Journal Article

Benzimidazoles in the treatment of alveolar echinococcosis: a comparative study and review of the literature

Stefan Reuter, Björn Jensen, Klaus Buttenschoen, Wolfgang Kratzer and Peter Kern

in Journal of Antimicrobial Chemotherapy

Published on behalf of British Society for Antimicrobial Chemotherapy

Volume 46, issue 3, pages 451-456
Published in print September 2000 | ISSN: 0305-7453
Published online September 2000 | e-ISSN: 1460-2091 | DOI: https://dx.doi.org/10.1093/jac/46.3.451
Benzimidazoles in the treatment of alveolar echinococcosis: a comparative study and review of the literature

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Mebendazole and albendazole are the drugs of choice for the treatment of alveolar echinococcosis. In this open-labelled observational study we present and evaluate the outcome of long-term treatment with these drugs and present results of different treatment regimens. Thirty-five patients were started on either mebendazole or albendazole at the beginning of 1992 and followed for an average of 39 months (range 12–79 months). Treatment was classed as successful if the disease had not progressed for >1 year and if there were no side-effects necessitating a change of treatment. Lack of progression was evaluated mainly using ultrasound and computed tomography and was further substantiated by laboratory tests and clinical findings. The overall success rate was 97%. An initial regimen for cases of alveolar echinococcosis was recurrence-free in 71% of those treated with mebendazole and in 78% of those treated with albendazole. Four out of five cases with progressive disease stabilized after the therapeutic regimen was changed. Seven patients received a continuous regimen with albendazole. These patients were observed over an average of 28 months (range 13–50 months) without signs of progression or significant side-effects. This open-labelled prospective study demonstrates the high therapeutic efficacy of both mebendazole and albendazole with similar response rates in the treatment of alveolar echinococcosis. Albendazole reduced costs by >40% and is easier for patients to take, further arguing in favour of its preferred use. Albendazole in alveolar echinococcosis is only licensed for intermittent application. None the less, continuous treatment is safe and well tolerated and showed promising results when applied to patients in whom other treatment regimens had failed. It should thus be strongly considered in inoperable cases or progressive disease.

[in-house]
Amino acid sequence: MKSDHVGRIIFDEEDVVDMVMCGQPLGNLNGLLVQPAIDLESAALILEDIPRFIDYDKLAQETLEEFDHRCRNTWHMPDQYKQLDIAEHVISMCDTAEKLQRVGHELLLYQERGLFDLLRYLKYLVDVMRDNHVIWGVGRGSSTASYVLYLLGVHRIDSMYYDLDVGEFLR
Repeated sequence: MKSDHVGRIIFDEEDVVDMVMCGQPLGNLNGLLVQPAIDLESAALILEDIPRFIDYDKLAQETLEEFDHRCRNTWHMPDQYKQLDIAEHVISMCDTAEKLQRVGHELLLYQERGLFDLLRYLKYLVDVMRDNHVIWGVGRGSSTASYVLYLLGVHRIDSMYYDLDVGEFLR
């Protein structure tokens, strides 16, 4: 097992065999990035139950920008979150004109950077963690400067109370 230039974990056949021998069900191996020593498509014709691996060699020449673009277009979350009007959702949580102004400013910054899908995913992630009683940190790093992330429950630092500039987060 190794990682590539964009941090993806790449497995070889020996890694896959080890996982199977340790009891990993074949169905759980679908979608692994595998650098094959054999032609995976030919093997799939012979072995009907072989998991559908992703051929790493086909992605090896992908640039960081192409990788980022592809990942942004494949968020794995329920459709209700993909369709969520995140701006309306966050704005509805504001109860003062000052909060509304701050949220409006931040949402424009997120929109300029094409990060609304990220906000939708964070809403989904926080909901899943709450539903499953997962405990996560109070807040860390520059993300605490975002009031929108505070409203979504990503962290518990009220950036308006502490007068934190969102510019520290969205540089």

Journal Article.  3721 words. 

Subjects: Medical Oncology ; Critical Care

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